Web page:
British Petroleum, who purchased Greenlight Energy, proposed a 200-250 MW expansion in 2007. The expansion, labeled Elk River II, would be located farther south in Cowley and Elk Counties, neither of which are in the “Heart of the Flint Hills” region. However, there has been little to no activity on the part of BP or any opposition groups since 2007, indicating that the project may be at a standstill.
Figure 3, 4: Elk River, before and after
Since its completion, the Elk River project has become infamous among wind opposition groups worldwide. An anonymous “before and after” aerial photo of the project circulates on many anti-wind websites. This image juxtaposes a pre-project scenic, green pastoral landscape with a post-project image of a landscape dominated by wind turbines that stretch as far as the eye can see. The “after” picture also shows signs of environmental damage, with large ruts extending next to some of the roads. The pictures were posted by a Protect the Flint Hills member on the photo-sharing website Flickr under the title “Raping Wild Kansas”. The text accompanying the photo claims that the developer has “demanded these photos be removed from websites.” Similar construction photos appear on the Protect the Flint Hills website.
While there seems to be community support or acquiescence for the Elk River Wind Project now that it is built, it is worrisome that the Kansas wind siting policy calls for little public input in the process and minimal concern for recording visual and environmental impacts. Lawsuits were nearly the only way for opposition groups to enter the process, creating an intellectual and monetary barrier of entry to participation. The Flint Hills are an important national scenic and cultural resource. Despite the fact that the Flint Hills span millions of acres, this 8,000 acre wind development was seen as a significant mar on the landscape. Even though Butler County passed a zoning law in 2003 limiting the size, noise, and general location of wind farms, this has encouraged the development of wind in the other eleven Flint Hills counties, some of which have no zoning laws whatsoever.
The objection to the Elk River case from Protect the Flint Hills was unabashedly aesthetic, a position that many wind opponents have avoided taking on the grounds that it appears too superficial or subjective. Protect the Flint Hills seemed to value the countryside for both its environmental significance and the scenery visible from the highway. The Flint Hills Tallgrass Prairie Heritage Foundation, rather, framed their concerns as primarily about wildlife and habitat issues. These concerns gave the Prairie Heritage Foundation more room to sue, whereas little grounds for an aesthetic lawsuit existed.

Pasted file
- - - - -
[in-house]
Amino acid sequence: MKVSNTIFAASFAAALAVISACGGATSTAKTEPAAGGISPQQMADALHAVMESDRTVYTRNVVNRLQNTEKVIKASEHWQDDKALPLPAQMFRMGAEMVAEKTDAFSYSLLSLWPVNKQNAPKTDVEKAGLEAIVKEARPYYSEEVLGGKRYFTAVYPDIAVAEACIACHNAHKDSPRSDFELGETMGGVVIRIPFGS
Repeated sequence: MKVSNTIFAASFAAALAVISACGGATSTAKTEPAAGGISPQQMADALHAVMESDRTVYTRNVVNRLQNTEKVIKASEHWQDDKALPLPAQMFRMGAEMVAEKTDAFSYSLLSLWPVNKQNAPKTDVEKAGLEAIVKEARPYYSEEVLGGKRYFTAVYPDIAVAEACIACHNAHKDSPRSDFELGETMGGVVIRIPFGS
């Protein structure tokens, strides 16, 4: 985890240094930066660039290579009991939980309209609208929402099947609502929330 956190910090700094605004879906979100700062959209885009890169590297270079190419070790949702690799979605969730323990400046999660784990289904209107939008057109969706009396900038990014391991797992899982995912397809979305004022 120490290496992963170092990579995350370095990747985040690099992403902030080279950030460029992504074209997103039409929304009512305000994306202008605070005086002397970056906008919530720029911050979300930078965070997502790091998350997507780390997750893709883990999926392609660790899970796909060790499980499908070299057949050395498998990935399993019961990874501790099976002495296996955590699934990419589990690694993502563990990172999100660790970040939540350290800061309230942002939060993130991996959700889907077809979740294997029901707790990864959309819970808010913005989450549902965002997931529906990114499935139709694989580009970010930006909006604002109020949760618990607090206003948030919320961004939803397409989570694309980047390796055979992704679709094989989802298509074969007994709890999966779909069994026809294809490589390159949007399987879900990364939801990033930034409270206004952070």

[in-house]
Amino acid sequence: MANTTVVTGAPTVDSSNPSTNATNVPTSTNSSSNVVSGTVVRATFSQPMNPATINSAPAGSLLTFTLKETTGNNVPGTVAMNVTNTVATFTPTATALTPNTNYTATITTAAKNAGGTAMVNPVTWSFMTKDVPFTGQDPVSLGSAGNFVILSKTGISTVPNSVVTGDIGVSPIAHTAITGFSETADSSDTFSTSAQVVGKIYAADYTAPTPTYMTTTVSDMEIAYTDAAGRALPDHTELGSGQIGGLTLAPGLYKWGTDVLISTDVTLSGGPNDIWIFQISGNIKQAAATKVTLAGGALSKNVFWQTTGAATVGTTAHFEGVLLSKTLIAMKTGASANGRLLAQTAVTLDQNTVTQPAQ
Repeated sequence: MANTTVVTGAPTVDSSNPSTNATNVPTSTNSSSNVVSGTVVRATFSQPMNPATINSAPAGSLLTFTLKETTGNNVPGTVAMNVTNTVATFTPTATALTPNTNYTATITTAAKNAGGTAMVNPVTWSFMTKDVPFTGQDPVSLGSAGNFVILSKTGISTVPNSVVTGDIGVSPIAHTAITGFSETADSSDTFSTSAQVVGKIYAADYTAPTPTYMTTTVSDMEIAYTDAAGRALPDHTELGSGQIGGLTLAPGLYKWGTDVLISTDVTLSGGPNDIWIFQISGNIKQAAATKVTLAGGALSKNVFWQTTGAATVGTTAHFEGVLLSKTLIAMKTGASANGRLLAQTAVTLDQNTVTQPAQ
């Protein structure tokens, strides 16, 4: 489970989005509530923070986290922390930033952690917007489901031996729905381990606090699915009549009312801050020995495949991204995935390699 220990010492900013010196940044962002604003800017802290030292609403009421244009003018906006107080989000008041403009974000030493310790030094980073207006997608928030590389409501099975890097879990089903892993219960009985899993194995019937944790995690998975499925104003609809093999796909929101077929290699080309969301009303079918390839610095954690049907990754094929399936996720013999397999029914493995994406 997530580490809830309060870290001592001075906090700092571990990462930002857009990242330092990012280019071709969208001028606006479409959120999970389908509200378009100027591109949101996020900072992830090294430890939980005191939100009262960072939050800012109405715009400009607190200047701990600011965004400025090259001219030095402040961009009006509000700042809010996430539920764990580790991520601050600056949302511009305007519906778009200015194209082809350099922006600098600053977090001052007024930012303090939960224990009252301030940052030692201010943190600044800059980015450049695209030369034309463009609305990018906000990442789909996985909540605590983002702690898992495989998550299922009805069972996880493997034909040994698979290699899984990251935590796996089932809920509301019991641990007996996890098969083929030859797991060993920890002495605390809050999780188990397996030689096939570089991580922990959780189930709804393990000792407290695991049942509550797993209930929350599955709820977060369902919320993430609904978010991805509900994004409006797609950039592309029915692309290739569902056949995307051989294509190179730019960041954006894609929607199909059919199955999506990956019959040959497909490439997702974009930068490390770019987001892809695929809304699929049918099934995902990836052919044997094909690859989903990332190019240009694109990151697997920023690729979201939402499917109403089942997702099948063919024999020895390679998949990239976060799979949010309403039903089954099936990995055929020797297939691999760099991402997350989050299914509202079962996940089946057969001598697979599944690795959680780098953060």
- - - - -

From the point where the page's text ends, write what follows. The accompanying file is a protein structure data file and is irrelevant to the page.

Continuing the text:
As wind opposition groups use the “before and after” photo of the Elk River project to reoutinely represent wind energy’s visual impacts, the picture will unfortunately not represent the policy failure that is hidden beneath the surface. Kansas stands at an important crossroad for new energy development. The lack of state wind siting guidelines may mean continued political stalemates about how and where new developments should proceed.
Full Bibliography top
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“Kansas governor announces deal on transmission lines.” Kansas City Star. June 1, 2009. http://www.wind-watch.org/news/2009/06/02/kansas-governor-announces-deal-on-transmission-lines/ (Accessed July 27, 2009).
“Kansas Wind Energy.” Kansas Energy Information Network, May 4, 2007. <http://www.kansasenergy.org/wind.htm>. (Accessed July 7, 2008).
“Meeting the Governor’s Wind Energy Goals: Projected Impacts on Scenic Areas of the State." Kansas Sierra Club, 2007. <http://kansas.sierraclub.org/Wind/GovWindGoalAnalysis.pdf>. (Accessed July 12, 2008).
“Protect the Flint Hills.”2008. <http://www.protecttheflinthills.org>. (Accessed July 07, 2008).
“Proposed and Existing Wind Projects in Kansas.” Kansas Energy Information Network. http://www.kansasenergy.org/documents/WindProjects.pdf (Accessed July 27, 2009).
“Wind and Prairie Task Force.” State Energy Resources Coordination Council, 2004. <http://kec.kansas.gov/wptf/sercc_wptf.htm>. (Accessed July 9, 2008).
Dietz, Brian. “Turbines vs. Tallgrass: Law, Policy, and a New Solution to Conflict over Wind Farms in the Kansas Flint Hills.” Kansas Law Review, October 20, 2006. <http://www.law.ku.edu/lawrev/dietz.pdf>. (Accessed July 13, 2008).
Hamm, Steve. “Wind: The Power, the Promise, the Business.” Business Week, July 3, 2008. <http://www.businessweek.com/magazine/content/08_27/b4091046392398.htm>. (Accessed July 9, 2008.)
McCormick, Mark. “Flint Hills don’t need propellers.” The Wichita Eagle, February 20, 2005. p1B.
McCormick, Mark. “Turbines are fine, but why on my prairie?” The Wichita Eagle, November 26, 2005. <http://www.windaction.org/opinions/535>. (Accessed July 10, 2008).
O’Toole Buselt, Lori. “Butler Co. wind farm moves ahead.” The Wichita Eagle, December 16, 2004. 1A.
O’Toole Buselt, Lori. “Project could span 8,000 acres of prairie.” The Wichita Eagle, March 26, 2003. 1B.
Figure 1 - “Protect the Flint Hills.”2008. <http://www.protecttheflinthills.org>. (Accessed July 07, 2008).
Figure 2 - Epp, Phil. "Artists against wind farms." <http://www.artistsagainstwindfarms.com/windfarms/phil-epp/phil-epp-poster.html> (Accessed July 30, 2008).
Figure 3, 4 - "Raping Wild Kansas - After the Elk River Wind Complex." <http://www.flickr.com/photos/prairiefireimaging/2072022783/> (Accessed July 30, 2008).
Last updated January 2012.
This work by Roopali Phadke is licensed under a Creative Commons Attribution-Noncommercial-No Derivative Works 3.0 United States License.